Tens of thousands of farmers are demonstrating against laws they say benefit large private buyers at their expense.
Tens of thousands of protesting Indian farmers have blockaded highways across the country as the United Nations called on authorities and protesters to exercise “maximum restraint”.
The farmers held a three-hour “chakka jam”, or road blockade, on Saturday at about noon local time (06:30 GMT) across the nation except in the capital New Delhi and a couple of neighbouring states.
“Today, the support of the whole society is with farmers,” Yogendra Yadav, a political activist who is one of the leaders of the farmers’ movement, said on Twitter. “Victory is certain.”
On a highway near the capital, some farmers smoked hookah as songs played on a loudspeaker.
Farmers squatted on the road in the eastern state of Odisha and Karnataka in the south with flags and banners protesting against the laws, with some carrying placards urging the government not to treat them as enemies.
Authorities deployed thousands of security forces mainly outside India’s capital, where farmers have camped at three main sites for more than two months seeking a repeal of new agricultural laws. They say they will not leave until the government rolls back the laws it says are necessary to modernise Indian agriculture.
“The rights to peaceful assembly & expression should be protected both offline & online,” the Office of the United Nations High Commissioner for Human Rights said on Twitter late on Friday.
“It’s crucial to find equitable solutions with due respect to #HumanRights for all.”
#India: We call on the authorities and protesters to exercise maximum restraint in ongoing #FarmersProtests. The rights to peaceful assembly & expression should be protected both offline & online. It’s crucial to find equitable solutions with due respect to #HumanRights for all.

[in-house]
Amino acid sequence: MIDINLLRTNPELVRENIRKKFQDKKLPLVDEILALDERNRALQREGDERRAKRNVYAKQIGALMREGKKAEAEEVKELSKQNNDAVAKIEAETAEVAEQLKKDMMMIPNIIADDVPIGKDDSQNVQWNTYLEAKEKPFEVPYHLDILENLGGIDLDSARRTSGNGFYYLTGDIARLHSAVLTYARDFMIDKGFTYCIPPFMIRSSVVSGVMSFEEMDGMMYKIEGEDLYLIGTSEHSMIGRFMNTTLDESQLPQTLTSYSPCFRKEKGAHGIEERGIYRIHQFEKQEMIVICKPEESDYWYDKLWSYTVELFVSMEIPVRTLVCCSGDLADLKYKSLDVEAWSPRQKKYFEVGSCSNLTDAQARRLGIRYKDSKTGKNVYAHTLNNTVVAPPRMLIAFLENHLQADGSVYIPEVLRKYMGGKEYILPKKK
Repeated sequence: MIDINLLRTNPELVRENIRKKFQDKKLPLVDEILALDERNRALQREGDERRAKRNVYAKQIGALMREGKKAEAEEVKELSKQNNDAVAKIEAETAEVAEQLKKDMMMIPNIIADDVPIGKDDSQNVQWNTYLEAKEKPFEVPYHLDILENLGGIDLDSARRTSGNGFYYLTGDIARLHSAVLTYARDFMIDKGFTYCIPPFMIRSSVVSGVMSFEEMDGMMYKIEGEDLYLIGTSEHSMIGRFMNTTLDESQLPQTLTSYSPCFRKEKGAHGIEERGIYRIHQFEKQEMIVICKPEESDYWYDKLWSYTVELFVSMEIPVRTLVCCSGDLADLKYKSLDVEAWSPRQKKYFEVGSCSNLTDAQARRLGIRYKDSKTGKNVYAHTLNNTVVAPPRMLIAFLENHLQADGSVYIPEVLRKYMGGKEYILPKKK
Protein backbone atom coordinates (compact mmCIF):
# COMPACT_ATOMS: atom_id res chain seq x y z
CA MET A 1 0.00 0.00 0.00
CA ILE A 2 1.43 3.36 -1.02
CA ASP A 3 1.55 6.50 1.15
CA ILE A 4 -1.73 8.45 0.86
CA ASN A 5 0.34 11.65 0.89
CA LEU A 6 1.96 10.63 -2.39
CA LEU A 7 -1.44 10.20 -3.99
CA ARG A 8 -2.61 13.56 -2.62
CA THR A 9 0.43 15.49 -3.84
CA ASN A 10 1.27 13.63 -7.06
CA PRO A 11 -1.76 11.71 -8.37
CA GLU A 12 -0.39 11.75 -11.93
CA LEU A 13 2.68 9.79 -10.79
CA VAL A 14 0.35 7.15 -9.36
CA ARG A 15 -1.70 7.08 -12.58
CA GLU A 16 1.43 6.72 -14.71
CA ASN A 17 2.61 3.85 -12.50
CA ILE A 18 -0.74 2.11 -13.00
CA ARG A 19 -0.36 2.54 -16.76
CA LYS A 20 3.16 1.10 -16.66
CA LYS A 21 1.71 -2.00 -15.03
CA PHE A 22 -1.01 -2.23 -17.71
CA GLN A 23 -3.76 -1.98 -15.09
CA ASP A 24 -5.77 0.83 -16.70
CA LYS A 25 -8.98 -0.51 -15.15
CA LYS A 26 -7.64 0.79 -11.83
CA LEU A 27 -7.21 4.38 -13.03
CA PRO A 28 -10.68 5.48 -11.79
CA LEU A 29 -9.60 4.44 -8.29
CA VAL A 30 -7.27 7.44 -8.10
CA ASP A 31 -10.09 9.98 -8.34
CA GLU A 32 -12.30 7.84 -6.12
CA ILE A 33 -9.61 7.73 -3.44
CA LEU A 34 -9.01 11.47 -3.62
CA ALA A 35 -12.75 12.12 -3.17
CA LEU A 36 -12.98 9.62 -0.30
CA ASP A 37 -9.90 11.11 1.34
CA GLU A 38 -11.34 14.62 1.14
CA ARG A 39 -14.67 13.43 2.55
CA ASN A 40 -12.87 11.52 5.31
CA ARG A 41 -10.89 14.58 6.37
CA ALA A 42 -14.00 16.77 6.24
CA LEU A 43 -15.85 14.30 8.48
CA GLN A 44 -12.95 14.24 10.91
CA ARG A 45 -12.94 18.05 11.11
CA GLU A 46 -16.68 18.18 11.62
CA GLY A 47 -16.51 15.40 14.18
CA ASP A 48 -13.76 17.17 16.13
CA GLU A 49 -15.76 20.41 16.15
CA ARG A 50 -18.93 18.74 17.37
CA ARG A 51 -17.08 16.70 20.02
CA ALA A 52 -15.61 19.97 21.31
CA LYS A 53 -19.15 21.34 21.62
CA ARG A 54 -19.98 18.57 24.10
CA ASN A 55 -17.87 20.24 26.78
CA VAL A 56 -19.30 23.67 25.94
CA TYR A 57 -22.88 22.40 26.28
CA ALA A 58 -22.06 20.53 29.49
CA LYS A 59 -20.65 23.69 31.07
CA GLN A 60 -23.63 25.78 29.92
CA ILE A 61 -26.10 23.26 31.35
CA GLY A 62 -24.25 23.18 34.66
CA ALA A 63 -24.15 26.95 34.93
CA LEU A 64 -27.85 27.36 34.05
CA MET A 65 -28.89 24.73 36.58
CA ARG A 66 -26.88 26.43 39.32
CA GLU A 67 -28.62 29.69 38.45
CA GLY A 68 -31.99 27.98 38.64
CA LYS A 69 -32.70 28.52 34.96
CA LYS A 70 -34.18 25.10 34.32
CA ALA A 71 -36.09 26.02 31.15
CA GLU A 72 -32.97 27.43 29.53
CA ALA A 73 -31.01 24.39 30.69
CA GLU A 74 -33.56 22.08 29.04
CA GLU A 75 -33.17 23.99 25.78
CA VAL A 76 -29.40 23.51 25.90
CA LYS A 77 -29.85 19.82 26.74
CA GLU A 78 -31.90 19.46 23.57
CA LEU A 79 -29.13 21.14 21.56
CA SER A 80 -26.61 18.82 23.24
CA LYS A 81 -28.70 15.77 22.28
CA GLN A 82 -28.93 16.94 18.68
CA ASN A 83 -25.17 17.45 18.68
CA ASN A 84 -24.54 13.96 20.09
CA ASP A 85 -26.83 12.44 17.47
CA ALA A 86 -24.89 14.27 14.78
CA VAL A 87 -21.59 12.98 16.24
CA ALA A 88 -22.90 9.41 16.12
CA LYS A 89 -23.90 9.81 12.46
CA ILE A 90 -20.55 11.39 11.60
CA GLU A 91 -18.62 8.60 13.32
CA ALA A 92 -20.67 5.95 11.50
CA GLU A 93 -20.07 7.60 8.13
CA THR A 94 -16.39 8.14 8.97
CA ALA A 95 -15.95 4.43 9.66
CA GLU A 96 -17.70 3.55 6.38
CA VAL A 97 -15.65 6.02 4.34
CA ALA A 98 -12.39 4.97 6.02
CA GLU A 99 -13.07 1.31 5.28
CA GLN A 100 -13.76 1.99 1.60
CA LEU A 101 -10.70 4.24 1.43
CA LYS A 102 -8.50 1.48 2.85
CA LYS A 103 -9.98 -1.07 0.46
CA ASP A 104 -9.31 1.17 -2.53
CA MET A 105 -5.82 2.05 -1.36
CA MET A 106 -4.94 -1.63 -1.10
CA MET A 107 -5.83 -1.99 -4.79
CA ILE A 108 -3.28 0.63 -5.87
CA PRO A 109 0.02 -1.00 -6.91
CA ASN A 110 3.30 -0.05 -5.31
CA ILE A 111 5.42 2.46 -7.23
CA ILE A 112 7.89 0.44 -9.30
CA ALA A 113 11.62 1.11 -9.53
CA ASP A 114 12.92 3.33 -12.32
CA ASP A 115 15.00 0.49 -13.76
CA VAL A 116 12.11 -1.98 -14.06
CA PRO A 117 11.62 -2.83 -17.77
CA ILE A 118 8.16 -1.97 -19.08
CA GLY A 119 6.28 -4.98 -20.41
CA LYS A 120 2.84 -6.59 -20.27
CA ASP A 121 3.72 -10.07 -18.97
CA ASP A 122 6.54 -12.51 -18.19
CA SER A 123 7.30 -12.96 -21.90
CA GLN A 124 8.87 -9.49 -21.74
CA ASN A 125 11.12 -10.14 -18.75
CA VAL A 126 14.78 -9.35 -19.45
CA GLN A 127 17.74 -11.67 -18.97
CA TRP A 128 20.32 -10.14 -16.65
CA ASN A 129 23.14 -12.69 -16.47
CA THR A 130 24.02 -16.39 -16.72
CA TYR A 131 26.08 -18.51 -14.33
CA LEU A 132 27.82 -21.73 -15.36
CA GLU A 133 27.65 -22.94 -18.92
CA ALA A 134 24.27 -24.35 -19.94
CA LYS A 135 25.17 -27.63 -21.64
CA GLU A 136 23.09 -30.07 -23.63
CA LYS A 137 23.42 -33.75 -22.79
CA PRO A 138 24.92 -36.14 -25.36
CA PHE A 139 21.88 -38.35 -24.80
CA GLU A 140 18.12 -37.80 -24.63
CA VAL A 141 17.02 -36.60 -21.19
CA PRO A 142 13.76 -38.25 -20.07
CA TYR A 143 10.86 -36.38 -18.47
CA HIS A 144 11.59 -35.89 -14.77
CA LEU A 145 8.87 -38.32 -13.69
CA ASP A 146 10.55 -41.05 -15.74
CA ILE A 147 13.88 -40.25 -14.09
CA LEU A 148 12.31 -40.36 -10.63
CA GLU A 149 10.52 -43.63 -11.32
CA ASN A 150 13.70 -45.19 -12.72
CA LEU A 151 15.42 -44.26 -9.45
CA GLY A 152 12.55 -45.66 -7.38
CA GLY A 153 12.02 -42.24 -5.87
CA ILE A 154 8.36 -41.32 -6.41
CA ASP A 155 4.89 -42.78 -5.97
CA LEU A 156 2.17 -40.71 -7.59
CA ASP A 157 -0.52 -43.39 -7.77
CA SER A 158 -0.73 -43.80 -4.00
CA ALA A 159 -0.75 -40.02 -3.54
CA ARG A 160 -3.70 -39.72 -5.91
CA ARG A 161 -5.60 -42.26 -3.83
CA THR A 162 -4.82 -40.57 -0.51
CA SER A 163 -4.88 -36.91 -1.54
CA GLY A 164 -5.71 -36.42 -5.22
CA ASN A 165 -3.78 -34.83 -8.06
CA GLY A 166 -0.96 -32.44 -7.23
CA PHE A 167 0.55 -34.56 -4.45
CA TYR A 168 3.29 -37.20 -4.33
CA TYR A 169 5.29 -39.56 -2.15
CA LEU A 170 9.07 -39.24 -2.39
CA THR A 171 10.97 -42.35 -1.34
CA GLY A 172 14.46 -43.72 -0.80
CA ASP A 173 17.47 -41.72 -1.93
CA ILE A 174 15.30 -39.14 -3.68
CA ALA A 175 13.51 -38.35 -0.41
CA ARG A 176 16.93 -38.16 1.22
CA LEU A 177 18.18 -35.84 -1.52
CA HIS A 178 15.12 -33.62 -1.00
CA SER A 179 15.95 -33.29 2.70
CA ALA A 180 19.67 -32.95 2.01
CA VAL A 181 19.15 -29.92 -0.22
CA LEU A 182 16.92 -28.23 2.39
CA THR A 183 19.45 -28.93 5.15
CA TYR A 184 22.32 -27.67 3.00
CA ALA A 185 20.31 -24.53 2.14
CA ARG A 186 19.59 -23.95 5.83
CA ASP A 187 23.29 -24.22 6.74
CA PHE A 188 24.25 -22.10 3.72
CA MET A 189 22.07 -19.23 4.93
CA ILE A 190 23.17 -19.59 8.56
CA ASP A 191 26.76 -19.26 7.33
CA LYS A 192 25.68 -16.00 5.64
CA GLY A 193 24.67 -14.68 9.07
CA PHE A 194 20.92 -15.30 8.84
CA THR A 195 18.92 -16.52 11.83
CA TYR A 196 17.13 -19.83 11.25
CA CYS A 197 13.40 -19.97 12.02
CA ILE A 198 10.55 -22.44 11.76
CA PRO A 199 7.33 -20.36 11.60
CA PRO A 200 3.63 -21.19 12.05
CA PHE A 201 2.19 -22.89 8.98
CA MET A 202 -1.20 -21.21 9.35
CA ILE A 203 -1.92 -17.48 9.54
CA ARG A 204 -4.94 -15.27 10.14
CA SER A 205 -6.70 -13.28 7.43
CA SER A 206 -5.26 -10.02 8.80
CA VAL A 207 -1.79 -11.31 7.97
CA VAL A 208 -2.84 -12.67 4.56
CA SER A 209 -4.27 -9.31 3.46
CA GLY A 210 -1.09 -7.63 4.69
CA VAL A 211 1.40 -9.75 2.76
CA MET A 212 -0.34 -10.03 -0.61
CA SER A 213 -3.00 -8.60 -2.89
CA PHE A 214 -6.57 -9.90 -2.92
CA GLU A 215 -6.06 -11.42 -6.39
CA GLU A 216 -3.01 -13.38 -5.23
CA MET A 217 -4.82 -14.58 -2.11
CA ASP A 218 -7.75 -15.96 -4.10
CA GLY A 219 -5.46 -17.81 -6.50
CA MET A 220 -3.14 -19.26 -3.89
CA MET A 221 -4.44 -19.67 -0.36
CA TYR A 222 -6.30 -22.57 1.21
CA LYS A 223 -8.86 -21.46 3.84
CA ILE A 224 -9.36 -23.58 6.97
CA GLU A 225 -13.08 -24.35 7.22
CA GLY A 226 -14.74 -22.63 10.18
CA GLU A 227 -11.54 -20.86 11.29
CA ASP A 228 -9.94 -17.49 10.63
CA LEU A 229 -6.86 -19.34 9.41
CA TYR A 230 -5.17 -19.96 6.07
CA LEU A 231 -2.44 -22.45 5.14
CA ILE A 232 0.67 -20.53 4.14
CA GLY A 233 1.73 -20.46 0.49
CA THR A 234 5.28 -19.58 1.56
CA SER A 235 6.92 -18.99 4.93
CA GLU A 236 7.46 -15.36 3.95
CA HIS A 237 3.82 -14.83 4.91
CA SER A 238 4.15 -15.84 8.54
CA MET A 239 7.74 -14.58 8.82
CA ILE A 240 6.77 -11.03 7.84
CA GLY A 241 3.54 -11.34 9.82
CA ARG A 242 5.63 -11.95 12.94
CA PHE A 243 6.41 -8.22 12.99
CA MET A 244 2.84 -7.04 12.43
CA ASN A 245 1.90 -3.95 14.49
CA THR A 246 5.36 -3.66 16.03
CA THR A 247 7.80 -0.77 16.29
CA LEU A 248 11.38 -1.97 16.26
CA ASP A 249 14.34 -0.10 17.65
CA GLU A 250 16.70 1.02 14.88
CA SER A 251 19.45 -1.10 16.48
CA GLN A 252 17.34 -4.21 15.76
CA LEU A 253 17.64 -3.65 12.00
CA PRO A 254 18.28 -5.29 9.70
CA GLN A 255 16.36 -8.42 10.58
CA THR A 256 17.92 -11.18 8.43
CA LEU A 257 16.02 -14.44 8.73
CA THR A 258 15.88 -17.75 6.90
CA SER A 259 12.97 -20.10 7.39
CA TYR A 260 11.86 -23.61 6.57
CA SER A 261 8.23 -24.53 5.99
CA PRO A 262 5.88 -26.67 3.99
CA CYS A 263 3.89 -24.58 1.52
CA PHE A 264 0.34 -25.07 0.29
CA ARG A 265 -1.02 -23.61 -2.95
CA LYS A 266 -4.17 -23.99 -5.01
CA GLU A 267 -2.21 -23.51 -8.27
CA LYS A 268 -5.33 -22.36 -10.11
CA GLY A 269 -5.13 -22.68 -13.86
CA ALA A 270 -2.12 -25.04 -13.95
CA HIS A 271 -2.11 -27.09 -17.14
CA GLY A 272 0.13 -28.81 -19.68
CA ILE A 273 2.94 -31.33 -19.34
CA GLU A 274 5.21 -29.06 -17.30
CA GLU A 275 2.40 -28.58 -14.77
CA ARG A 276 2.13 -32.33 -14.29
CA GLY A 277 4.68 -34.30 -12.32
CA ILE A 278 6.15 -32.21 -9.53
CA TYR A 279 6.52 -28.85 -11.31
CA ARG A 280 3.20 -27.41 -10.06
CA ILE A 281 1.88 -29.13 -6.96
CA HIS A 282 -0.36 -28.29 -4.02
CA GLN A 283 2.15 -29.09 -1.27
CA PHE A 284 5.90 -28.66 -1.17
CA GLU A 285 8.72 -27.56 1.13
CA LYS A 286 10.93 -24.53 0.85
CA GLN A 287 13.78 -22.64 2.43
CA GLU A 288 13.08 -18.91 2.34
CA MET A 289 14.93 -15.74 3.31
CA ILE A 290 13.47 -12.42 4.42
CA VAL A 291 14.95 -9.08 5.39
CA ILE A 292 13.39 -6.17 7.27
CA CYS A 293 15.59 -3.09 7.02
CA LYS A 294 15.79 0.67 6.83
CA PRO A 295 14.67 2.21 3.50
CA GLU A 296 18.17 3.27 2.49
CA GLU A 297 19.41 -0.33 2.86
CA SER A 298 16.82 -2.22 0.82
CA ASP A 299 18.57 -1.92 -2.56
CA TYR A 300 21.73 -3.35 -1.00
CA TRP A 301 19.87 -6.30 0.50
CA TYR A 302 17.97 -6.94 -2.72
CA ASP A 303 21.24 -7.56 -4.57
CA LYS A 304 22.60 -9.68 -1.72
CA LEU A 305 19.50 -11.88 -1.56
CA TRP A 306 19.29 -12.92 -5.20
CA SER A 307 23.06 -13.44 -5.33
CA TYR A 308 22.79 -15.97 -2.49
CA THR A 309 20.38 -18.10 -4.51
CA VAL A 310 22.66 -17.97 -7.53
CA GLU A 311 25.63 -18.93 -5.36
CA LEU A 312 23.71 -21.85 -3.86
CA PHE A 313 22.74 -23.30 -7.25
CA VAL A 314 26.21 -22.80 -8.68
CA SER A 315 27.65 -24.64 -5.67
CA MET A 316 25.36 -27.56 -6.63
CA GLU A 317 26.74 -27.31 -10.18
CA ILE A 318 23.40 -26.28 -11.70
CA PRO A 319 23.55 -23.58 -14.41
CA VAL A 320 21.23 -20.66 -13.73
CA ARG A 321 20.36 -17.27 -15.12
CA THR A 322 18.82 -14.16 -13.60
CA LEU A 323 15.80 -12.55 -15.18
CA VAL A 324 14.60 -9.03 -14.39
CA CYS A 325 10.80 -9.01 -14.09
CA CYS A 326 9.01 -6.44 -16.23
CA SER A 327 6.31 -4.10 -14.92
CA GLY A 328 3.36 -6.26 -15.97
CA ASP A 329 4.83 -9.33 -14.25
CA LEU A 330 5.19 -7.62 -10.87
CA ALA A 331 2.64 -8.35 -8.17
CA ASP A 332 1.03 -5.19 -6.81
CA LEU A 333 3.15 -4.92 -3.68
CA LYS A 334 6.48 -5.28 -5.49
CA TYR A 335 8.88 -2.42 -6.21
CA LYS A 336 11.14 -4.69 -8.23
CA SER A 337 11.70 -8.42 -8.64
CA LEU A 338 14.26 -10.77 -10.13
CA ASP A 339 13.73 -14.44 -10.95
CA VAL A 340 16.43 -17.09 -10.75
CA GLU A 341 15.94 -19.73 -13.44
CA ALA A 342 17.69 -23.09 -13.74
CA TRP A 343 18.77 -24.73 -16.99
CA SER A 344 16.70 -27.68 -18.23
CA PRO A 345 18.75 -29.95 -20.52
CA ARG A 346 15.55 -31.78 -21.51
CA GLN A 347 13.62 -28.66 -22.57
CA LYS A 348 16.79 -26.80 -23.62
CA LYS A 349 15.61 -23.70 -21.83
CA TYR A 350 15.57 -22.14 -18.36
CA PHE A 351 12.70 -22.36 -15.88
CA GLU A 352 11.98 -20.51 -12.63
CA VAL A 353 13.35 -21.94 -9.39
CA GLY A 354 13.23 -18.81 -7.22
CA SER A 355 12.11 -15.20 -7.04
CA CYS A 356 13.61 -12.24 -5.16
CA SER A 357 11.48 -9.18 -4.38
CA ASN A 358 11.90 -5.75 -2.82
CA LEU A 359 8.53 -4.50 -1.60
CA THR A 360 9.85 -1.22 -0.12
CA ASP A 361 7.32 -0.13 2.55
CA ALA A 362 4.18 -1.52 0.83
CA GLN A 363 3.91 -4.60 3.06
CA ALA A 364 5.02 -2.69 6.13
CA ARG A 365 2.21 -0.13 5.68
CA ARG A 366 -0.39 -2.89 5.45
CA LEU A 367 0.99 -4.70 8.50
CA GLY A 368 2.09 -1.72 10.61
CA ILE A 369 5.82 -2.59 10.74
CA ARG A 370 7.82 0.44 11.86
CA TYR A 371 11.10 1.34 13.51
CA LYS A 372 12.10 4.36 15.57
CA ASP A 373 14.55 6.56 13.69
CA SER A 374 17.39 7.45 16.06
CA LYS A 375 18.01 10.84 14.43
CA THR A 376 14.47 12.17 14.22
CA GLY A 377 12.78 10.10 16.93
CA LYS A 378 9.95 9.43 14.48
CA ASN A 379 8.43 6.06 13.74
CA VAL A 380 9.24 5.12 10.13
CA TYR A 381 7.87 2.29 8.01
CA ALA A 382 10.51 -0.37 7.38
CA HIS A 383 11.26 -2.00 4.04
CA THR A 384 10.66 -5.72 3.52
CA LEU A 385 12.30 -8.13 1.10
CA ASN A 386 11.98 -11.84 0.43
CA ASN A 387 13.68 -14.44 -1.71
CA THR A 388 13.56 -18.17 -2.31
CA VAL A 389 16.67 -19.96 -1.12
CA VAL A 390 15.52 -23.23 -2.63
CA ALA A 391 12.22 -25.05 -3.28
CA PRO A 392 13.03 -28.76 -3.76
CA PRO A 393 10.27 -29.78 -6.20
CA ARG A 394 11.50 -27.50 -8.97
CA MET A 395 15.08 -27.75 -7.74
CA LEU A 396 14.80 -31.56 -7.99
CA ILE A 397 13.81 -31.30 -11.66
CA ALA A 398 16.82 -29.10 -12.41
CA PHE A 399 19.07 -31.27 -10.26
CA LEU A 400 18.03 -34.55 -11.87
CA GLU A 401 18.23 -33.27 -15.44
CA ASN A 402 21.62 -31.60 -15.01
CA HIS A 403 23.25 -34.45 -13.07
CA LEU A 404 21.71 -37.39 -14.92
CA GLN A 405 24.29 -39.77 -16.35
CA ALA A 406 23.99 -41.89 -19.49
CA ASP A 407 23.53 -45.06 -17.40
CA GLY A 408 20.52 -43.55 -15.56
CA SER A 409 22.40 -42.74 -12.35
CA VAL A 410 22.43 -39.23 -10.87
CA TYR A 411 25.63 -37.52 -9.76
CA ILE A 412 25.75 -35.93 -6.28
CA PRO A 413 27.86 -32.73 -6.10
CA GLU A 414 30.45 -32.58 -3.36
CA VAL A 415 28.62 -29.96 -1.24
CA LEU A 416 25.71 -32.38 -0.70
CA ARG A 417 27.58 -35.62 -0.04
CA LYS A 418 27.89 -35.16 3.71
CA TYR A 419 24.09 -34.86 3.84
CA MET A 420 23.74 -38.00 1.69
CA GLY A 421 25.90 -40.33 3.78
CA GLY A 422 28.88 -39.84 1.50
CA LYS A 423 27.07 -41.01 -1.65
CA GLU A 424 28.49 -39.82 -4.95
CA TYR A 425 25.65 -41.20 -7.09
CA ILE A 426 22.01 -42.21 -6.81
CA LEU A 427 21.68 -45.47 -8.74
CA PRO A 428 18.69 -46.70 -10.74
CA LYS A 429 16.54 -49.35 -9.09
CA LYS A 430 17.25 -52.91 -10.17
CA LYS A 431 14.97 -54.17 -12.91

— UN Human Rights (@UNHumanRights) February 5, 2021
Several rounds of talks between farmers and the government have failed to produce any breakthroughs. The farmers say the laws will leave them poorer and at the mercy of corporations.
Their action is a big challenge to Prime Minister Narendra Modi.
On Friday, agriculture minister Narendra Singh Tomar defended the laws in Parliament, dampening hopes of a quick settlement as he made no new offer to resume talks with the farmers.
The largely peaceful rally turned violent on January 26, India’s Republic Day, when a group of farmers driving tractors veered from the protest route and stormed the 17th-century Red Fort.
Hundreds of police officers were injured and a protester died. Many farmers were also hurt but officials have not given official numbers.
Farmer leaders condemned the violence but said they would not call off the protest.
Since then, authorities have heavily increased security at protest sites outside New Delhi’s border, adding iron spikes and steel barricades to stop the farmers from entering the capital.
While the protests were initiated by rice and wheat growers from northern India, particularly opposition-governed Punjab state, support has been growing across the country.
The United States has also urged India to resume talks with farmers.
Modi’s government has held multiple rounds of talks with farmer representatives but failed to resolve their differences.
The government says the reforms will bring much-needed investment to the farm sector, which accounts for nearly 15 percent of India’s $2.9 trillion economy and about half its workforce.